Covid-19 hits Afghanistan Peace Process

Covid-19 hits Afghanistan Peace Process

Iqbal Khan

As COVID-19 sweeps through the Taliban leadership, infecting negotiators and commanders, the peace process has been hit by the uncertainty of how the pandemic will impact the uppermost echelons of the group.

Reportedly, a number of top leaders of Afghan Taliban are seriously ill with the Coronavirus. According to Lynne O’Donnell’s piece for Foreign Policy, “Nearly all the Taliban leadership in Doha [who negotiated a bilateral deal with the US] has the bug.”  The supreme leader of the Afghan Taliban Mullah Haibatullah Akhunzada has also contracted COVID-19 and rumors are making round that he may have possibly died while receiving treatment. Some Taliban sources in Quetta have said Akhunzada went to Russia for treatment. Many of the Taliban’s senior leaders in Quetta had also caught COVID-19, including Akhunzada’s deputy, Sirajuddin Haqqani.

Confirmation of Corona virus hitting leaders came from a senior Taliban military official Moulvi Muhammad Ali Jan Ahmed. “Our leader is sick, but he is recovering,” Ahmed told Foreign Policy in an interview. However, three other Taliban figures in Quetta, who spoke on condition of anonymity, said they believed Akhunzada had died of the illness. No official confirmation is forthcoming. Akhunzada, the supreme leader, had not been seen for the past three months and had not made any voice recordings, including an Eid-ul-Fitr message, traditionally regularly released by all Taliban supreme leader as a statement ahead of the Eid. Such messages serve as annual policy statement as well.

The uncertainty is that if talks between the Afghan government and the Taliban are not likely to start within the next few weeks due sickness, how long will Taliban keep up their Eid cease-fire? The Taliban had offered a three-day cease-fire to coincide with the Eid holiday. Afghan media quoted an unnamed Kabul government source saying the cease-fire would continue unofficially as neither side had yet announced its end.

For the time being Mullah Mohammad Yaqoob, the eldest son of Mullah Mohammed Omar, has taken over administrative, operational, and military command of the movement. He had ambition of taking his late father’s mantle as Taliban leader. He has stepped into Haqqani’s role as chief of operations and is consolidating his hold on the group’s military operations. While Yaqoob is believed to support peace in Afghanistan, this may depend on what support he receives in his bid for a formal takeover of the Taliban. “The prince is trying to claim his crown,” said one source close to the Taliban leadership.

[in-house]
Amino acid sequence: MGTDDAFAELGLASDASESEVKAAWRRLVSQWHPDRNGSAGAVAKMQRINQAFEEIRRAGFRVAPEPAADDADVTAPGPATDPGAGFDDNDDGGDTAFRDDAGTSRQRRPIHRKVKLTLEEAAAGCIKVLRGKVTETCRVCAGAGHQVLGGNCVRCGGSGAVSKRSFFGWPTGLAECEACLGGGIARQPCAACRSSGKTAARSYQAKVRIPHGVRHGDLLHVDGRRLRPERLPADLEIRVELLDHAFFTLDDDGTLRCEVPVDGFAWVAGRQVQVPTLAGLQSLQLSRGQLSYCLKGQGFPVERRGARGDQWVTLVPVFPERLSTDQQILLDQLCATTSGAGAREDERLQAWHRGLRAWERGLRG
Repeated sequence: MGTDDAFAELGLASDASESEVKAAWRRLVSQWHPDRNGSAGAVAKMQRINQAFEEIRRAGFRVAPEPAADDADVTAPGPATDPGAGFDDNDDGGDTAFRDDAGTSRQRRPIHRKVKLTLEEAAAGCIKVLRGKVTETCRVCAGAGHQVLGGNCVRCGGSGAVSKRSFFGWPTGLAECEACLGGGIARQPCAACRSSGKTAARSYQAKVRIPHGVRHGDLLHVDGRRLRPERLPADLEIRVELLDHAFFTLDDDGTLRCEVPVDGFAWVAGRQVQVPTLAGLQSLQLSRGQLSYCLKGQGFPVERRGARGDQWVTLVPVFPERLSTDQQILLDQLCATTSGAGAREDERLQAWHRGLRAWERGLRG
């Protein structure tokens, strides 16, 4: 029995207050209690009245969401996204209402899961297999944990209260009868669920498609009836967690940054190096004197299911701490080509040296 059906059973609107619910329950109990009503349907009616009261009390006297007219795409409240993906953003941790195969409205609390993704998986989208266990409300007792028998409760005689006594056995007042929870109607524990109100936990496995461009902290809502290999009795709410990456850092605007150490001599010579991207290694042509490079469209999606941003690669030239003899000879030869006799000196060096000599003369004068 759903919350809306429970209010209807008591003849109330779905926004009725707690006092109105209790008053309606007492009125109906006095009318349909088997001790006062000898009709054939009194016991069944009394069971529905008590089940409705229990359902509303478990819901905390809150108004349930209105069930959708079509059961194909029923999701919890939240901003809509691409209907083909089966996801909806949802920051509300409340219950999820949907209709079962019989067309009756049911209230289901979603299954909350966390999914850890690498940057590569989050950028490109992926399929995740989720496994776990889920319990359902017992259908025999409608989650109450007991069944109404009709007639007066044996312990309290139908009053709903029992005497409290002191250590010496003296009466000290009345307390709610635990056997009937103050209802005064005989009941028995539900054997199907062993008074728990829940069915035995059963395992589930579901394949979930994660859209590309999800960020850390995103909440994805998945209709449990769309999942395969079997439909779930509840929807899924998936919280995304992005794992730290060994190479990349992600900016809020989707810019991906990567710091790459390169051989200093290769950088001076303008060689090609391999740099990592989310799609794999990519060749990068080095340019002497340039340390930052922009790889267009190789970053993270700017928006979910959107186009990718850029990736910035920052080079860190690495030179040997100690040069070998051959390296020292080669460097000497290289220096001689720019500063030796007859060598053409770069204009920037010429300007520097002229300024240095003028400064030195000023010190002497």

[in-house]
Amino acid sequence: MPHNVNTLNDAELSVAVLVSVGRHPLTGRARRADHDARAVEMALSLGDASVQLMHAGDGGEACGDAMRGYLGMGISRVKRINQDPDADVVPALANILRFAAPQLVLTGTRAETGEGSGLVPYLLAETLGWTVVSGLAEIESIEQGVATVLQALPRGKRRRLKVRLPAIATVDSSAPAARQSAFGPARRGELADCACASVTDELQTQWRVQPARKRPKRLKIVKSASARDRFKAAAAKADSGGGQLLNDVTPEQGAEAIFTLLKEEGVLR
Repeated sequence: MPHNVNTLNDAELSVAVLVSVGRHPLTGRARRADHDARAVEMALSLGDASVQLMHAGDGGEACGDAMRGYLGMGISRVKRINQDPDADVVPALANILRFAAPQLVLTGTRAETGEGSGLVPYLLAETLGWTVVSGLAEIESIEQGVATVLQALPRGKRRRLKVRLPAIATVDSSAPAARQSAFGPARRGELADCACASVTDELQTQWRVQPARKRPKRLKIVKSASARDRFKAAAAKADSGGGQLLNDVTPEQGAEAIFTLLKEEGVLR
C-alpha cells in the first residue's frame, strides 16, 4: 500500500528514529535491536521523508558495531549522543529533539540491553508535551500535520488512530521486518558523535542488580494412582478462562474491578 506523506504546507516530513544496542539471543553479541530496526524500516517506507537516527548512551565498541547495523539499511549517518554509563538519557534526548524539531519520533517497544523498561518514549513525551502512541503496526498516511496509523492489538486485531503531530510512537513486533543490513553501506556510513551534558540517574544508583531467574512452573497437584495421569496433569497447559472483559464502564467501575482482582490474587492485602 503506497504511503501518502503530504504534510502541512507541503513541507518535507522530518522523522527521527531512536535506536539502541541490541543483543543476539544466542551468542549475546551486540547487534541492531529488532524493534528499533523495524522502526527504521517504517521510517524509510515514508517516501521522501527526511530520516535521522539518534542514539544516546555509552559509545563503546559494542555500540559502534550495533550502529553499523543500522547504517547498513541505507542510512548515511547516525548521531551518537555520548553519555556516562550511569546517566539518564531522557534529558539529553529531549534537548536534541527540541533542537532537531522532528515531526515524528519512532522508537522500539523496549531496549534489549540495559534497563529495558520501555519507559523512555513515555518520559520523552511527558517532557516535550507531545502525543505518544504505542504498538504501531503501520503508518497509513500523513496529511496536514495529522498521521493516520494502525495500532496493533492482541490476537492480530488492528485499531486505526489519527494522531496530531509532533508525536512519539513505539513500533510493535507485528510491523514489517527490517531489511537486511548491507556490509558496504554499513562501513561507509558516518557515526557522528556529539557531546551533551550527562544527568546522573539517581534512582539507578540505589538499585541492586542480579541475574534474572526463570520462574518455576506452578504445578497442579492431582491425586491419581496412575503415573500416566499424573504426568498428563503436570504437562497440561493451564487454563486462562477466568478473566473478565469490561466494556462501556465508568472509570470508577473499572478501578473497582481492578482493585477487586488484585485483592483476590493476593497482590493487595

The Taliban and Afghan government are in the process of a prisoner swap that was negotiated as part of the Afghan peace deal. The agreement calls for the release by the Kabul government of some 5,000 Taliban prisoners. So for 1300 have been freed. The release process has been proceeding rather slowly and it has already delayed the talks by weeks. The Kabul official maintains that the head of the Talib-an’s Prisoners Commission, Mullah Nooruddin Turabi, also remains ill with COVID-19.

The Kabul official also confirmed that another Doha-based Taliban figure, Mohammad Nabi Omari, who was directly involved in negotiating the deal with the US, had also been ill with COVID-19 and has now recovered. “He has been leading the Taliban delegation during video teleconferences with the government that set the stage for prisoner releases,” the official said. Omari was held in US custody at Guantánamo Bay for nearly 12 years—one of the so-called Taliban Five who were prominent in the group’s pre-9/11 administration. They were released in 2014 in a prisoner swap for US Army Sargent Bowe Bergdahl, who had been held by the Taliban for five years.

The UN, US, European Union and the Organization of Islamic Countries (OIC) have  called on the Taliban to agree to a cease-fire so that the country could focus on containing the further spread of the pandemic. The Taliban said on June04 that they were willing to temporarily suspend fighting against the Afghan forces in areas hit by the coronavirus, rejecting news reports that the group could declare a country-wide truce amid the pandemic.

The Taliban spokesman, Zabihullah Mujahid, said that he had been misquoted by the Associated Press, which reported, on June 03, that the group was ready to declare a cease-fire in areas of Afghanistan under its control if they were hit by the pandemic.

“God forbid, if there is an outbreak of coronavirus in areas under our control, we will have control over the situation, then we will not fight in that particular area so that health workers deliver assistance to that area,” Mujahid said in a tweet, stressing that the suspension of fighting in those areas was to ensure safe passage to relief groups that deliver aid under the threat of the contagious virus. The Taliban have said they welcome the operation of international health organizations in areas of their control to combat the coronavirus.

According to Mohammed Moheq, Afghanistan’s ambassador in Egypt, the Taliban will “only agree to a cease-fire if the virus hits their ranks.” That may not be far away as the disease is fast spreading into rural Afghanistan Of the patients test, roughly one third are reported Covid-19 positive. Last month, Afghanistan’s health minister, Ferozuddin Feroz, warned that coronavirus could kill some 110,000 Afghans if its spread was not controlled.

Anxiety is snowballing among the Kabul government. The Afghan government is not making any official comment on the impact that the illness of Taliban leaders could have on direct talks with the group. The US has already met the mark of pulling out 5000 troops, ahead of schedule.  Kabul government appears vulnerable as the Afghan military is not seen as fit enough to stand alone against the insurgents.

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